Until relatively recently, coastal defences were constructed on an ad-hoc basis over relatively short lengths of coastline. They did not consider the impact on existing properties, coastal processes or the environment, and often caused erosion and flooding problems down drift. Increasing pressures on the coastal zone for more housing, marine trade and industry, and the demand for coast-based recreational activities also affects and influences existing and future coastal defence requirements. The Flood and Water Management Act, 2010 gave the Environment Agency an overview of all flood and coastal erosion risk management.
The Southern Coastal Group (SCG) is the Regional Coastal Group for central southern England. Its primary objective is to be a source of expertise, advice and influence to the Regional Flood and Coastal Committees and other stakeholders on matters relating to the 648 km coastline between Portland Bill in Dorset and Selsey Bill in West Sussex, including the Isle of Wight. It also plays a key role in the successful development and delivery of research in the field of coastal risk management, and the development and oversight of regional Shoreline Management Plans.
The Southeast Strategic Regional Coastal Monitoring Programme provides a consistent regional approach to coastal process monitoring, providing information of the development of strategic shoreline management plans, coastal defence strategies and operational management of coastal protection and flood defence. The programme is managed on behalf of the Coastal Groups and is funded by DEFRA, in partnership with the maritime Local Authorities and the Environment Agency Southeast Region.
Coastal Partners consists of a team of engineers, surveyors, project managers, environment and finance experts who centrally deliver a comprehensive coastal management service which manages the coastal flood and erosion risk across 162km of coastline in the Solent. It recognises that coastal flooding and erosion risk aren't exclusive to local authorities and represents four local authorities: Fareham Borough Council, Gosport Borough Council, Portsmouth City Council and Havant Borough.
Defra has overall national responsibility for policy on flood and coastal erosion risk management (FCERM) in England. The department provides funding for flood risk management through grants to the Environment Agency, local authorities and internal drainage boards. These risk management authorities and others have their own responsibilities and powers that they can use in order to carry out these responsibilities.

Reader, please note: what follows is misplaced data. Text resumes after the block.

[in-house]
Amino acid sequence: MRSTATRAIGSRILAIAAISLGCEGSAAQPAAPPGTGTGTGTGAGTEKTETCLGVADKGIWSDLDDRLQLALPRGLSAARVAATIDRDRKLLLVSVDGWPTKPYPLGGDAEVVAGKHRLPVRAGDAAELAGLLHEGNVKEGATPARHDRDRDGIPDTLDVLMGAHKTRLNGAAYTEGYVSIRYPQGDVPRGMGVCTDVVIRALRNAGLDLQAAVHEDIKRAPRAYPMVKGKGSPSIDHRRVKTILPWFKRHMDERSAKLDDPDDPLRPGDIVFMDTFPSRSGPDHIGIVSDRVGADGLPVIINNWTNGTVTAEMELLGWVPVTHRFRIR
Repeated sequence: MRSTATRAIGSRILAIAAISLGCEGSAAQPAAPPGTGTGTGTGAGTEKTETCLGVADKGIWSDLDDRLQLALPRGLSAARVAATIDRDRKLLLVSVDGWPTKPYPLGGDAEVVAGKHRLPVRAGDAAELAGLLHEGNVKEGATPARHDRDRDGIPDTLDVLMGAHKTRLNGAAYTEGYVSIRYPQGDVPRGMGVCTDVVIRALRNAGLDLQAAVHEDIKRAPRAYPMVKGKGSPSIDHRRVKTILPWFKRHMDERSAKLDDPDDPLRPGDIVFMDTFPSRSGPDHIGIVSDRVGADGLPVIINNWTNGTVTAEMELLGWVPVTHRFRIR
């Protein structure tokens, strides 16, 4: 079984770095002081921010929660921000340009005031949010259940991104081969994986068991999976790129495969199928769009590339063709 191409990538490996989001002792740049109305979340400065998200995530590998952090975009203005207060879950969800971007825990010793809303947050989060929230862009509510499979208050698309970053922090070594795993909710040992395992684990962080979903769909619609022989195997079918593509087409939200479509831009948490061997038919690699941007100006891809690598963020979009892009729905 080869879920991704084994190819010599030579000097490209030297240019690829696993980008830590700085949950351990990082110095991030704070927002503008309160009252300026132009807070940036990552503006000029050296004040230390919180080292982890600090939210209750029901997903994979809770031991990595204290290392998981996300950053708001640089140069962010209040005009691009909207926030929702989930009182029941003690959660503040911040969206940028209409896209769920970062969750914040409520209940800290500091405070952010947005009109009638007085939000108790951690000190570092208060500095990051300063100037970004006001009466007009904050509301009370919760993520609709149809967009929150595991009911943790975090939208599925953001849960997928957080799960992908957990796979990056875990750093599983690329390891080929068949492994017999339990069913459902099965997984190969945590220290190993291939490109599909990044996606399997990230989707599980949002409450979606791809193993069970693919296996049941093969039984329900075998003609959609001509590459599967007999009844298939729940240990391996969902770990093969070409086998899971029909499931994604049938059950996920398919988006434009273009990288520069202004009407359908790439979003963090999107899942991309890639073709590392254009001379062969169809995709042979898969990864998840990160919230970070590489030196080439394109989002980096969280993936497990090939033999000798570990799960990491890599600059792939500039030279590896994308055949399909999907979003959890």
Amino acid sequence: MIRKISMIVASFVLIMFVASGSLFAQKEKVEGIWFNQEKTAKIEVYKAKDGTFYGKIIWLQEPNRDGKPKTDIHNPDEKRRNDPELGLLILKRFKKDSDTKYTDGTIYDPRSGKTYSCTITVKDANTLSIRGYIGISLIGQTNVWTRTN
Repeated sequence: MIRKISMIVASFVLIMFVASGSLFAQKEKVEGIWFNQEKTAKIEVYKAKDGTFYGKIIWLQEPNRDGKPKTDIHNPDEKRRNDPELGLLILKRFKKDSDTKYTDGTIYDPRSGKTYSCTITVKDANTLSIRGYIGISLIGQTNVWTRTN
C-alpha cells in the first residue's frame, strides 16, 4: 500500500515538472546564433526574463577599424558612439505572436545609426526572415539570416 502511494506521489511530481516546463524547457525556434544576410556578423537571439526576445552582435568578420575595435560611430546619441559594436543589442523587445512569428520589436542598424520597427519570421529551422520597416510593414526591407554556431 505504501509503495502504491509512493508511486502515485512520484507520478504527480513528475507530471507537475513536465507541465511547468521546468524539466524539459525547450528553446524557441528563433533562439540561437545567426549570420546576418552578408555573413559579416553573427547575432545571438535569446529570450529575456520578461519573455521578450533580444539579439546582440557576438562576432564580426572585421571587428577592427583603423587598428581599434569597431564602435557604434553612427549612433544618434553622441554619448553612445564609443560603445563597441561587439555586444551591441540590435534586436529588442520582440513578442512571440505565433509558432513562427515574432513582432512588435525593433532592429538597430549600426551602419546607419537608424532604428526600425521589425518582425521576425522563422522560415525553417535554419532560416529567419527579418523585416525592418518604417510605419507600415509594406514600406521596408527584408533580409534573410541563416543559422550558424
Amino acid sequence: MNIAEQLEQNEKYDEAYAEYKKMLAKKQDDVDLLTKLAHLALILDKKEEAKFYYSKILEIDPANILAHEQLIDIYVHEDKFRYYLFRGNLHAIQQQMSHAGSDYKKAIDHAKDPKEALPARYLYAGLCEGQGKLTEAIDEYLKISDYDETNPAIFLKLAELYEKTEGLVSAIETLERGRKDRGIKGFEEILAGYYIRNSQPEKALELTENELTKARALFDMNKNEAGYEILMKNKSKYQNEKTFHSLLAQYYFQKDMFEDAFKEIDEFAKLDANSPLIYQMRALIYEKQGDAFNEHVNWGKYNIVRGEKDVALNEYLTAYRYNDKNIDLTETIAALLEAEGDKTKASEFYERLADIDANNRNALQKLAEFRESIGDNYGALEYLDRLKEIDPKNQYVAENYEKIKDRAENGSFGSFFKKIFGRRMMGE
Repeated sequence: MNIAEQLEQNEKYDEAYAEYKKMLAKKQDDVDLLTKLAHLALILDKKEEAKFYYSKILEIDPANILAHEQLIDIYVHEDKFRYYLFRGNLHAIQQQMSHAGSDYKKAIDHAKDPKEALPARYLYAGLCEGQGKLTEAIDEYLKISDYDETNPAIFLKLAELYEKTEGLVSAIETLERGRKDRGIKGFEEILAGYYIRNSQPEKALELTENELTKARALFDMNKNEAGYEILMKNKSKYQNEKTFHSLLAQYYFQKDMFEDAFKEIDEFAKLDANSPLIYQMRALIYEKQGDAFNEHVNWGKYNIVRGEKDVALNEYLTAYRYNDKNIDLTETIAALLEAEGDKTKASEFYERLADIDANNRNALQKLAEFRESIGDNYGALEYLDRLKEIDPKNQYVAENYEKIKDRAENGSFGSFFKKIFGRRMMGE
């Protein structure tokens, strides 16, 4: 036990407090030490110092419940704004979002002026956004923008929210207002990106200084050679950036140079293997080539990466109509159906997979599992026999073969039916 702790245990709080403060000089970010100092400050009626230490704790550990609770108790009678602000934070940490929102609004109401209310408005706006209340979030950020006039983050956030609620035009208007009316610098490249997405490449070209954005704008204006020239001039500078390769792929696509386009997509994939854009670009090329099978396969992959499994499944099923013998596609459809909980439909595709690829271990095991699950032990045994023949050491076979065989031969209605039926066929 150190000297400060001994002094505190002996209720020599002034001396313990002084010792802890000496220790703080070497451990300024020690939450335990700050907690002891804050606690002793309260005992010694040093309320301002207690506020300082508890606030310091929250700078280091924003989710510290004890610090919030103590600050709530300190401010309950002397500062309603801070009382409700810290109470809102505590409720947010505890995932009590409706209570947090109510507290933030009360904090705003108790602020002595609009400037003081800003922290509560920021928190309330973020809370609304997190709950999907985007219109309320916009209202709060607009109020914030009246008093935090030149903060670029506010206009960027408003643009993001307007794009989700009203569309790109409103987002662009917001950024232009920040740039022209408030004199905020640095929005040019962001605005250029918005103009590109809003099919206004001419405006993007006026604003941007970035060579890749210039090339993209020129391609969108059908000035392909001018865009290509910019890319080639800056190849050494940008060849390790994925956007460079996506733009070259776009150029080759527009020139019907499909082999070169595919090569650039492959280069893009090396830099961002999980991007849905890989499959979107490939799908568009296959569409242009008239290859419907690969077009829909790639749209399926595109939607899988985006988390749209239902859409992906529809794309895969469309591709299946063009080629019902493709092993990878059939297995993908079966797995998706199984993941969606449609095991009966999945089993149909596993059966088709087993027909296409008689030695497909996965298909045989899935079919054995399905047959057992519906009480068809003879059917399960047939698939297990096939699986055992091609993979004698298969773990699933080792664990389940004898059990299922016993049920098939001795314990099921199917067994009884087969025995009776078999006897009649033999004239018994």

There are three basic tiers of management for coastal defence:
A Shoreline Management Plan (SMP) is a broad assessment of the long-term risks associated with coastal processes. The document identifies and recommends strategic and sustainable coastal defence policy options for particular lengths of coast to reduce these risks to people, the developed and natural environments.The plan informs, and is supported by, the statutory planning process. An SMP considers the objectives, policies and management requirements for 3 epochs;
The current (second generation) SMPs were developed by groups of Risk Management Authorities (RMAs) including the Environment Agency and coastal local authorities, Natural England and other key stakeholders, based upon guidance published by Defra in 2006. Each SMP sets out a preferred plan for long term sustainable coastal flood and erosion risk management, which supports other coastal planning by providing information on coastal processes and expected changes to them.
The Environment Agency considers a wide range of different measures to address the flood and coastal erosion risk to communities and property. The measures needed for each location are considered on a case by case basis. Some of the measures that may be considered include; building flood and coastal defences, flood storage reservoirs, land management and portable defences.
Coast protection schemes are specific capital projects that arise from plans and studies; they typically include a phased programme of works, maintenance and monitoring. Any coastal protection and flood defence scheme must be technically and economically sound and sustainable, environmentally acceptable and conform to the relevant licences and procedures to gain permission and government grant aid funding.